Review by PsykotikIV

Reviewed: 09/12/06

It could use a little refining at this point, but the Hitman formula still manages to satisfy

47 is dead.

Or at least that's what this fourth installment in the Hitman series seems to indicate, as his still body and distinct facial build are clearly visible in the title screen's depiction of his funeral. Such is the story of Hitman: Blood Money: an elaborate series of flashbacks depicting the lies, conspiracies, and assassinations that would ultimately lead to Agent 47's apparent demise.

For those new to the Hitman franchise, Agent 47 is an genetically engineered assassin-for-hire working for the International Contract Agency, an organization responsible for coordinating a network of assassins like him. As an assassin he is cold, calculating, and efficient, able to infiltrate the most tightly guarded of organizations and kill the most high-profile of corrupt politicians, shady businessman, and even other assassins without leaving a single piece of evidence that could be used to trace him. This is the main allure of the Hitman series - the sense of power and reward that accompanies the role of the invisible killer, though you may opt to take the violent run-and-gun approach if stealth "isn't your thing".

At any rate, the game gives you plenty of opportunities to pursue either route. For the stealth-inclined, you have your basic maneuvers such as running, walking, sneaking, and conversing with others for information, and then you have more advanced techniques such as throwing items, dragging corpses in order to dispose of them, and lockpicking. Of course, the central gameplay mechanic of the Hitman series has always been the ability to dress up in the clothes of those you have killed, which works so well in the context of this series because it not only allows you to access rooms an average citizen normally would be prohibited from accessing, but it also enables you to pose as certain figures involved with your targets - say, a businessman preparing to negotiate with the one you were assigned to kill.

Obviously, you can't just kill someone, hijack their outfit, and expect to gain access to every room in the game. For one, each disguise will only allow you to access a certain subset of rooms in the level - janitor outfits will get you into the workers' quarters but not into the target's private suite, a bodyguard will be able to get closer to the target without drawing suspicion than a policeman, etc. In some cases, the guards deny you access to certain rooms entirely unless you allow them to search you for weapons and confiscate any firearms in your possession, in which you either forfeit the weapons or find a way to get past them. Furthermore, the rooms are well-guarded, and the armed guards will pay close attention to anyone who acts suspiciously - if you disguise yourself as a bodyguard, for instance, you can hold the pistol he was assigned in public and not draw a single eye, but take out a shotgun, sniper rifle, fiber wire, or any weapon he wasn't supposed to have and your disguise is blown. The same applies to scaling a wall, running through the halls, or even getting too close to someone...though, oddly enough, the AI seems a little passive in this aspect from time to time, as darting in front of a guard or standing behind someone for an extended period of time doesn't seem to arouse suspicion as much as it should. Despite this flaw, though, there's a very involved system in place here that can have veteran gamers busy wrapping their heads around the mission at hand, and it just makes the killing process all the more satisfying.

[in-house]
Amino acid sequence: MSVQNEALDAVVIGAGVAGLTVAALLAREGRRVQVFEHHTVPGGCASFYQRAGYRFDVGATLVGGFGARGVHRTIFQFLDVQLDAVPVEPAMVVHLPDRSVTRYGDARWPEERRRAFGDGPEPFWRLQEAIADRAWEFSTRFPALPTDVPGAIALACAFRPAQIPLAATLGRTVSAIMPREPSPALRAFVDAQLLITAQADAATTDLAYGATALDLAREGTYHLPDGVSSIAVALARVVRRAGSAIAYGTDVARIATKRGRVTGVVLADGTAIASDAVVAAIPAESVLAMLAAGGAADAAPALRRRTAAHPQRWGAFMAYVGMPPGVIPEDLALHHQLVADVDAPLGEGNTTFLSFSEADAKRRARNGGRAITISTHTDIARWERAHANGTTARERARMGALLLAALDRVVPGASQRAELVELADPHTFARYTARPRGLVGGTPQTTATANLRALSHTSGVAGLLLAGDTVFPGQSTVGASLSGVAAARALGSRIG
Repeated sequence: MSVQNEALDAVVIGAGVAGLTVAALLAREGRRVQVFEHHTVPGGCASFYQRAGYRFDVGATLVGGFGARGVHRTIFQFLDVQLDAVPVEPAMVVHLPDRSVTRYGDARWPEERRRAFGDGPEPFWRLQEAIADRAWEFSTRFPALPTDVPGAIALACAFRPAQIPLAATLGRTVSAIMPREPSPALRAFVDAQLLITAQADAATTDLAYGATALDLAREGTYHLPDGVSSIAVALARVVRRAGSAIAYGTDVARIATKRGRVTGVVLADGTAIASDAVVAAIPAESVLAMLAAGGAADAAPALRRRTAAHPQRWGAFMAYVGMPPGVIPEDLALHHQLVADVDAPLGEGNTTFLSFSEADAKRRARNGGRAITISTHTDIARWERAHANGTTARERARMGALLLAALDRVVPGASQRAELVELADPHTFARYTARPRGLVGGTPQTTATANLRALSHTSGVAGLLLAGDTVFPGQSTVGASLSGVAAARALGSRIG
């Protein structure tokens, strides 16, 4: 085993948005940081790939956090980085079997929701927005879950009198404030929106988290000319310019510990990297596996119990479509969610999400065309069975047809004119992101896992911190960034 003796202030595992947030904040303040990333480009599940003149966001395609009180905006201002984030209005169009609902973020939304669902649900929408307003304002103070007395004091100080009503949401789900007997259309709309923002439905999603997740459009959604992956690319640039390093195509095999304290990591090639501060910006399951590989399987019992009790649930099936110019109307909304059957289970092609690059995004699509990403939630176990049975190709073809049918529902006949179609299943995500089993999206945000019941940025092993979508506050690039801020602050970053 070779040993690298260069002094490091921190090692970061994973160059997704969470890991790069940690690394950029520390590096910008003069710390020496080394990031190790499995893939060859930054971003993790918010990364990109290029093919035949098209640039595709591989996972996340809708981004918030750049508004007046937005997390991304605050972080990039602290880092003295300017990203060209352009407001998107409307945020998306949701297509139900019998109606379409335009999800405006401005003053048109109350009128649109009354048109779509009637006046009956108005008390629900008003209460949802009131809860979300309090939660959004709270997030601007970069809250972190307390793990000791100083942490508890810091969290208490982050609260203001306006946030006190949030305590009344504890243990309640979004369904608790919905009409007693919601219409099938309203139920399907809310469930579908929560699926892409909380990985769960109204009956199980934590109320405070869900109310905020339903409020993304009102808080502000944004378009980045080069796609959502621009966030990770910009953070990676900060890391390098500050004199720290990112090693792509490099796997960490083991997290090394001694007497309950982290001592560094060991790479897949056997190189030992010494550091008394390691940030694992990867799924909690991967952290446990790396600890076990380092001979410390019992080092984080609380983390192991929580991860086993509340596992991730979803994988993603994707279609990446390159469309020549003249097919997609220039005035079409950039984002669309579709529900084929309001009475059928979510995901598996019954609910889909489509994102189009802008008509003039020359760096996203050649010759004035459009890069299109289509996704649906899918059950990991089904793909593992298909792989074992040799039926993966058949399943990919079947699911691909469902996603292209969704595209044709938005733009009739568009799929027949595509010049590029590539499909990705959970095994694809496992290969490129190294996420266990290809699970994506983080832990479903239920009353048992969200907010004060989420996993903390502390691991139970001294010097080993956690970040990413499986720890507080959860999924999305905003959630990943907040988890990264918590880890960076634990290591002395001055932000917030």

As for that killing process, there are a number of ways to accomplish your job. You have two syringes - one containing a long-term sedative and the other containing a fast-acting poison - that can be used to quickly and quietly subdue your targets, and you also have access to a fiber wire used to strangle unsuspecting enemies from behind. You also have some silenced firearms, which allows you to dispatch enemies from long-range without a noise - though it seems a little silly that the local guards and guests don't become aroused by a large bloodstain on the floor. Your tools aren't limited to subduing enemies directly; an indirect kill, such as placing a remote bomb inside a briefcase being delivered to your target or injecting poison into his meal and serving it to him in that wonderful outfit you got from the chef currently taking an indefinite break in the local dumpster, will accomplish a similar effect. New to Hitman: Blood Money is a mechanic in which the game rewards you for making your kill look like an accident; the simplest way to do this is to push someone off a balcony while no one's looking, so that the incident comes off as an attempted suicide, though there are a number of other inventive ways you can achieve this, such as rigging a large, heavy fixture with a bomb and then detonating it to fall on the target from far away. It's a subtle addition to the series, but just knowing that there's always a method to kill without alerting anyone to even the fact that what took place was a murder pushes you to go the extra mile and find that method, if only for the satisfaction that you found it.